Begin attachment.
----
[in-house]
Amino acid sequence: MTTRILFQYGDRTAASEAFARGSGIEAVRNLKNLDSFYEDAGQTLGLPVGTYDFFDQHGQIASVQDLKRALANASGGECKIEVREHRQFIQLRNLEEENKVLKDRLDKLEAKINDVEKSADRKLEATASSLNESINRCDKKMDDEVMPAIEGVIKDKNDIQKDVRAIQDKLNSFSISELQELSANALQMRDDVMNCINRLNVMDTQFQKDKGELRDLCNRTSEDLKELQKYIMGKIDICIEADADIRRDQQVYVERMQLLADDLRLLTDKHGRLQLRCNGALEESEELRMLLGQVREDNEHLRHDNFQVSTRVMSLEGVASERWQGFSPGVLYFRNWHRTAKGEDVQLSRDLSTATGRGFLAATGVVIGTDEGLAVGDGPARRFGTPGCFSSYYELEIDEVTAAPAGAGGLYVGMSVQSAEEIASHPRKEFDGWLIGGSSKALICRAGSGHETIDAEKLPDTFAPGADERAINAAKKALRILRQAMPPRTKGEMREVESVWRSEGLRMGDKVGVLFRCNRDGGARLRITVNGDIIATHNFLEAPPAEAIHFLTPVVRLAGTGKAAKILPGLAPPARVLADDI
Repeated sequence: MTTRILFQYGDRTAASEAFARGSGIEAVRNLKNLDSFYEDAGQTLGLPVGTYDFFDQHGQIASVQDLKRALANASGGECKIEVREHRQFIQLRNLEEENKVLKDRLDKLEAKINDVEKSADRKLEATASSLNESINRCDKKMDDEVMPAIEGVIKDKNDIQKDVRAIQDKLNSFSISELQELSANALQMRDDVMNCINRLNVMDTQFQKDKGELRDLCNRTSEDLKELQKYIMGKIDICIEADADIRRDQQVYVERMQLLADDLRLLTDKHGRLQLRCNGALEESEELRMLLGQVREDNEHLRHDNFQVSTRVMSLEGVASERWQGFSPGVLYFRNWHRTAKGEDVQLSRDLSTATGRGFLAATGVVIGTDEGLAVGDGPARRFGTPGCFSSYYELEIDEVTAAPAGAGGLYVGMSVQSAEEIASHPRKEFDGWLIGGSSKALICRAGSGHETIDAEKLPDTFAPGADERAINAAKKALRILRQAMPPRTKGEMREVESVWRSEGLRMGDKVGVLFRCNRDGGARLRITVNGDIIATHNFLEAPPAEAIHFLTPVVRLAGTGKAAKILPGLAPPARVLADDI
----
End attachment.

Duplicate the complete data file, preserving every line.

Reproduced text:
[in-house]
Amino acid sequence: MTTRILFQYGDRTAASEAFARGSGIEAVRNLKNLDSFYEDAGQTLGLPVGTYDFFDQHGQIASVQDLKRALANASGGECKIEVREHRQFIQLRNLEEENKVLKDRLDKLEAKINDVEKSADRKLEATASSLNESINRCDKKMDDEVMPAIEGVIKDKNDIQKDVRAIQDKLNSFSISELQELSANALQMRDDVMNCINRLNVMDTQFQKDKGELRDLCNRTSEDLKELQKYIMGKIDICIEADADIRRDQQVYVERMQLLADDLRLLTDKHGRLQLRCNGALEESEELRMLLGQVREDNEHLRHDNFQVSTRVMSLEGVASERWQGFSPGVLYFRNWHRTAKGEDVQLSRDLSTATGRGFLAATGVVIGTDEGLAVGDGPARRFGTPGCFSSYYELEIDEVTAAPAGAGGLYVGMSVQSAEEIASHPRKEFDGWLIGGSSKALICRAGSGHETIDAEKLPDTFAPGADERAINAAKKALRILRQAMPPRTKGEMREVESVWRSEGLRMGDKVGVLFRCNRDGGARLRITVNGDIIATHNFLEAPPAEAIHFLTPVVRLAGTGKAAKILPGLAPPARVLADDI
Repeated sequence: MTTRILFQYGDRTAASEAFARGSGIEAVRNLKNLDSFYEDAGQTLGLPVGTYDFFDQHGQIASVQDLKRALANASGGECKIEVREHRQFIQLRNLEEENKVLKDRLDKLEAKINDVEKSADRKLEATASSLNESINRCDKKMDDEVMPAIEGVIKDKNDIQKDVRAIQDKLNSFSISELQELSANALQMRDDVMNCINRLNVMDTQFQKDKGELRDLCNRTSEDLKELQKYIMGKIDICIEADADIRRDQQVYVERMQLLADDLRLLTDKHGRLQLRCNGALEESEELRMLLGQVREDNEHLRHDNFQVSTRVMSLEGVASERWQGFSPGVLYFRNWHRTAKGEDVQLSRDLSTATGRGFLAATGVVIGTDEGLAVGDGPARRFGTPGCFSSYYELEIDEVTAAPAGAGGLYVGMSVQSAEEIASHPRKEFDGWLIGGSSKALICRAGSGHETIDAEKLPDTFAPGADERAINAAKKALRILRQAMPPRTKGEMREVESVWRSEGLRMGDKVGVLFRCNRDGGARLRITVNGDIIATHNFLEAPPAEAIHFLTPVVRLAGTGKAAKILPGLAPPARVLADDI